“I kept thinking that I wanted to do the traditional route: marriage, kids, a house in the burbs. Until a year or two ago, I wondered if I missed out by not settling down,” says Alex, 44, who has been with her current live-in partner for three years. “But I passed that 40-something milestone where you just accept your life and yourself as you are.”
In Alex’s case, it helps that her partner has a well-paying job and his employer allows her to be on his health insurance. Having access to these kind of benefits can be crucial in dictating a woman’s choice to get married or not—a choice that up until very recently was only available to women in heterosexual relationships in most states.
Jill Johnson-Young, a social worker from California, was with her first wife for 23 years and was able to marry her when same-sex marriage was legalized in California before Prop 8 temporarily annulled their marriage.
“We still faced federal discrimination, including not being allowed to have her interred at the local National Cemetery because I was only married to her in California,” says Johnson-Young. “When we lived in Florida and she had breast cancer I couldn’t put her on my insurance so she had to work all through being on chemo.”
Johnson-Young was widowed twice with both her long-term partner and in a briefer marriage with her first wife’s former hospice nurse after she passed. Unfortunately, her second wife was already in the final stages of Lewy Body Dementia by the time they married. Now in her third marriage, Johnson-Young can finally enjoy the unfettered rights and privileges married heterosexual women may take for granted.
“With the SCOTUS decision we can, for the first time, go anywhere in our country and be recognized. That, alone made marriage our only choice,” says Johnson-Young, who is now on her wife’s health insurance.
Lisa, 34, of New York City also mentions nationwide recognition and a general sense of acceptance as a result of the SCOTUS ruling. “The SCOTUS decision gave our marriage not only validity in the eyes of the law,” says Lisa, who moved in with her partner when marriage seemed imminent. “I feel like it took away the taboo in many ways. Now I know that we can live in any state and not fear having hospital-visitation rights [to my wife and our daughter] denied.”
Yet, Wright believes that these kind of rights should be enjoyed by committed couples of all orientations, regardless of their marriage status.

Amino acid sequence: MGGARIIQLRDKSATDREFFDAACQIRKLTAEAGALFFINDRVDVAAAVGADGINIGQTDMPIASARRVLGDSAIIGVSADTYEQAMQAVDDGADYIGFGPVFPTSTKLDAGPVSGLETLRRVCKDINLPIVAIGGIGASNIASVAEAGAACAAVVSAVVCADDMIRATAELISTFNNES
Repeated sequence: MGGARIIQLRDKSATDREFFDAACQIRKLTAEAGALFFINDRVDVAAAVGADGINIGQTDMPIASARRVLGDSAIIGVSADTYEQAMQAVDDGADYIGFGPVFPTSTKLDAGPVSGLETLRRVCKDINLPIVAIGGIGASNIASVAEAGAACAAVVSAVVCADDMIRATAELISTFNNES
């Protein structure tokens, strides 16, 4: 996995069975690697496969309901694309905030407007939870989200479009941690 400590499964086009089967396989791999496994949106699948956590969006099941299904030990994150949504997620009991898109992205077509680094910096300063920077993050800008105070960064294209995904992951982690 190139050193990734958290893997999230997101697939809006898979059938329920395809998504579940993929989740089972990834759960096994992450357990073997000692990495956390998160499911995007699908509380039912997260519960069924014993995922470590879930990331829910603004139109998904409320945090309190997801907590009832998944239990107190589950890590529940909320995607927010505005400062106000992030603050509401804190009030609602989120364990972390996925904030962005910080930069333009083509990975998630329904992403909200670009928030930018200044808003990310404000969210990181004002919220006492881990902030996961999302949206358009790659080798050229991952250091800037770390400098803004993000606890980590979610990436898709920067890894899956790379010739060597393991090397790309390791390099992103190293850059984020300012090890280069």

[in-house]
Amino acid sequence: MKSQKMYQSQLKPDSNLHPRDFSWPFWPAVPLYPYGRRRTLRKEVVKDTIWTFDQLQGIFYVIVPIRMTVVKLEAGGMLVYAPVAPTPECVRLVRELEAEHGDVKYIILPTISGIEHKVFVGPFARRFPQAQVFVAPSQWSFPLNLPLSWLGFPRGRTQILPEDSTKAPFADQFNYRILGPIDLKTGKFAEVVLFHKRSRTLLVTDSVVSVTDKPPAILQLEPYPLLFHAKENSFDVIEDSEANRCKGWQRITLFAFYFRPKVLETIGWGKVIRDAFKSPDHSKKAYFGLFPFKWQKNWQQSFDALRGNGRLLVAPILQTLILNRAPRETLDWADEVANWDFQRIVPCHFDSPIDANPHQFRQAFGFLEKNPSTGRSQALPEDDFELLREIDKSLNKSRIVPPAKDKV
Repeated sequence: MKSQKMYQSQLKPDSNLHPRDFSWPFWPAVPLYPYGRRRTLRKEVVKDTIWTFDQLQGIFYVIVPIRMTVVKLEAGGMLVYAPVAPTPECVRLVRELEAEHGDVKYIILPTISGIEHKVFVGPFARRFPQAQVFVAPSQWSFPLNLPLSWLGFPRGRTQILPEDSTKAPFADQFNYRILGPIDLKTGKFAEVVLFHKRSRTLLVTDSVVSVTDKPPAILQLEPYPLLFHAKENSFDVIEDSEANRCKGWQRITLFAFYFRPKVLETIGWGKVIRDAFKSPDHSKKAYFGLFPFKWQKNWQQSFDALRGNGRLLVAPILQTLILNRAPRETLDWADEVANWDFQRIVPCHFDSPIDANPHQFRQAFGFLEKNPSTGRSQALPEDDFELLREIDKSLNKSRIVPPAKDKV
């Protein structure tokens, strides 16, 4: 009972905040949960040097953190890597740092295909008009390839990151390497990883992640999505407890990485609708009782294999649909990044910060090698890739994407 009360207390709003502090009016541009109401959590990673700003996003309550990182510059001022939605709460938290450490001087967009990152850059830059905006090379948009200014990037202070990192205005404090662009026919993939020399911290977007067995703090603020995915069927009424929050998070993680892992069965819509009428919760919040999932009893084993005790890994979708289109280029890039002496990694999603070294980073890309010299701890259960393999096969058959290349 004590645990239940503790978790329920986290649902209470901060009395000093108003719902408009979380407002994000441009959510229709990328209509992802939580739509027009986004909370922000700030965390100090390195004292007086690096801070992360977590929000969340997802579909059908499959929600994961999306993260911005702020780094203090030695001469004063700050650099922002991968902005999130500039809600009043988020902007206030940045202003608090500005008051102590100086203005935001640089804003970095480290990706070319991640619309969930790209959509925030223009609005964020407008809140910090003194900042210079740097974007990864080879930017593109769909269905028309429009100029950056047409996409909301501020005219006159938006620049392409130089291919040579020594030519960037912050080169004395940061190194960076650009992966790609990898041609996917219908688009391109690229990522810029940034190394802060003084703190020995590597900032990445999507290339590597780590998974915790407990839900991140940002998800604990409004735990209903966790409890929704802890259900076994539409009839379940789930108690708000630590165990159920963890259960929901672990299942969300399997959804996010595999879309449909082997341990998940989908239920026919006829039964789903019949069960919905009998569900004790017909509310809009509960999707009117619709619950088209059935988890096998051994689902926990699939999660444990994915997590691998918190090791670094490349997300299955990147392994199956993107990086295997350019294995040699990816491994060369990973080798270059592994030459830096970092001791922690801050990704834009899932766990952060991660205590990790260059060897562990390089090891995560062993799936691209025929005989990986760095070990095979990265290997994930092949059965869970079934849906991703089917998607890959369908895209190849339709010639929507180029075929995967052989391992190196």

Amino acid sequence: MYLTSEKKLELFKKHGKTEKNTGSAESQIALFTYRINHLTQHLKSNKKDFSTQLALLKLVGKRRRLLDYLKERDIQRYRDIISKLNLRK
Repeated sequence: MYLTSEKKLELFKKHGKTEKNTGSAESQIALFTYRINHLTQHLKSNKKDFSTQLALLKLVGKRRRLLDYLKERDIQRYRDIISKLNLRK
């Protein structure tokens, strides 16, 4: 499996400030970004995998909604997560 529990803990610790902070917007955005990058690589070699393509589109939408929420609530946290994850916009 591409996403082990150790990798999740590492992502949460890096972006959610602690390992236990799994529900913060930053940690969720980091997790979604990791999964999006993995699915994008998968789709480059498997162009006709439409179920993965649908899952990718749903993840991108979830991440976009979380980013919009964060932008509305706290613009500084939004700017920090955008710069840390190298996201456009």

“Although gay marriage won at the Supreme Court, domestic partnership policies have lost out,” says Wright, who notes that some large national companies like Delta, IBM, and Verizon have since scaled back on inclusive domestic-partnership policies.
In the case of my grandparents, they ultimately got married only so my grandmother could access his pension and social security benefits if he died before her, something to which all their shared years, as well as having a daughter together, would otherwise not entitle her.
As for me, shortly before my grandmother passed she asked me why my boyfriend and I hadn’t married yet. I told her I thought she didn’t believe marriage was important. She answered in a way that has stayed with me.
“Well, I knew your grandfather wasn’t going anywhere, but I’m not so sure about that boy of yours,” she said. “It’s not marriage that matters, but commitment. Commitment is what counts, and you either have it with someone or you don’t.”
Laura Kiesel is a writer whose articles and essays have been featured in The Guardian, Salon, Al-Jazeera America, Vox, Narratively, Main Street, among others. She’s currently working on a collection of personal essays. Kiesel also serves as an associate editor at Under the Sun, a journal of creative nonfiction, and lives in the Boston area. Visit her at www.laurakiesel.com, follow her on Twitter @SurvivalWriter or Like her on Facebook (https://www.facebook.com/WritingforSurvival).
This originally appeared on DAME Magazine. Republished here with permission.